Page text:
Some fellow Niger Deltans have told me that they are very disappointed in me because I am supporting Buhari’s election bid, rather than Jonathan’s. And it may surprise you to hear that I know how they feel and regret my position!
In 2011, I was one of Jonathan’s biggest fans and could not understand how anyone from our geopolitical zone could fail to enthusiastically back him.
He was the first-ever President from our backyard! He was also the first-ever Nigerian President to enter the Villa with a PhD! He had stoically triumphed over a tough, shoe-less childhood and seemed so caring and trustworthy! He was our One And Only, our Pride And Joy, our Heroic Son, our Beloved Brother!
Whenever I came across someone from Rivers, Bayelsa, Delta, Akwa Ibom, Edo or Cross River who criticised Jonathan or expressed a preference for his opponents, I would conclude that he or she was misguided or treacherous…and thank God that most South-South natives were staunch Jonathan loyalists.
And I really enjoyed the esprit de corps…the feeling that one was part of a happy extended family. Some of us knew him personally. Some of us had never met him. But we were all equally dedicated to Jonathan’s political survival and progress; and it was so heart-warming to watch him on TV, doing sophisticated global statesmanly things like hob-nobbing with Obama in the United States. It was exciting to sit with other home boys and girls and cheer him on from afar.
Certain types of certainty provide a certain amount of psychological comfort; and I felt pretty buoyant in those early halcyon days because I didn’t have any major doubts about Dr Goodluck Jonathan. Or his wife, for that matter.
Dame Patience was the first-ever First Lady from my state; and most Riverians were determined to adore her; and I went through a long phase of feeling mightily miffed and flying to her defence whenever her malapropisms, mispronunciations and educational shortcomings in general were mocked.
“Don’t Diss The Dame!” I would say, reproachfully.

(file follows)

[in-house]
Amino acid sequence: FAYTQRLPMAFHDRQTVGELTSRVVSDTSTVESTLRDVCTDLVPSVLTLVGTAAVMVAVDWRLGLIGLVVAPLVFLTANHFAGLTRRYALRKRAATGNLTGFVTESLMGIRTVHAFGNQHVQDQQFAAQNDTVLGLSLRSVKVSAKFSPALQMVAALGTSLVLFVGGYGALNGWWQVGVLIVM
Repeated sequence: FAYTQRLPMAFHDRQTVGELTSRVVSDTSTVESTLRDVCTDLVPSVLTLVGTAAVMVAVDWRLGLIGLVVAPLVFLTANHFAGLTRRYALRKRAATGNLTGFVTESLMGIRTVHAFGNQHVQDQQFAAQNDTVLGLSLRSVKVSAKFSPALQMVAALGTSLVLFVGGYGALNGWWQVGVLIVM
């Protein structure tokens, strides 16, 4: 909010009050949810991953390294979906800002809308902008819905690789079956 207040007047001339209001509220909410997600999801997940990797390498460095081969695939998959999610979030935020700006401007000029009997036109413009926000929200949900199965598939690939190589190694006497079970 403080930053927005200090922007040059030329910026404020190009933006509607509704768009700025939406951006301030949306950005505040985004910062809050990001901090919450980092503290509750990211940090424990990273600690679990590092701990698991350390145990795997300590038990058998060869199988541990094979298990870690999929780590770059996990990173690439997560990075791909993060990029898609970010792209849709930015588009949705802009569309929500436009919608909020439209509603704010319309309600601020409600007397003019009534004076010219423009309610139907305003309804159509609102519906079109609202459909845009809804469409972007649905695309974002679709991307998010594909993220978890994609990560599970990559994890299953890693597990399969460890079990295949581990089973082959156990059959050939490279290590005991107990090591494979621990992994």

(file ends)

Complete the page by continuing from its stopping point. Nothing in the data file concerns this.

“She has never claimed to be a Professor of English!” I would add, defiantly.
“She’s good at mobilising women and much better-looking than her predecessors and Jonathan is damned lucky to have her!” was another favourite utterance.
But I gradually became extremely disillusioned and left the Jonathan camp for various reasons, including Jonathan’s abject failure to control his increasingly overbearing wife…and his selfish refusal to implement the United Nations’ recommendations for pollution-ravaged Ogoniland…and his cold insulting insistence on retaining and honouring Abba Moro – the Minister of Interior who presided over a botched recruitment exercise that led to many deaths.
And these sources of anger are just the tip of the iceberg. There are SO MANY other areas in which the Jonathans have messed up, in my opinion.
I still can’t quite believe that I have totally lost confidence in a couple I once embraced so warmly and once held in such high esteem. And I sometimes shed a tear or two when I remember the good old days.
I really miss that feeling of passionately believing in Jonathan. I wish I could still regard him as a great guy who can fulfil my dreams for Nigeria as a whole and adequately represent minority tribes from oil-producing areas.
I would have loved to stick with Dr and Mrs Jonathan to the bitter end…and to be there with them now, lobbying voters for another four-year term. But my conscience won’t allow me to go down this regionally biased path.
It’s about being rational rather than sentimental.
It’s about growing up to the point where you no longer regard it as a betrayal to make political choices that are not largely based on geography or ethnicity.
Anyway, dear Readers, Major-General Buhari and APC may not be perfect. But they give me a sense of hope and I am convinced that Nigeria needs a change.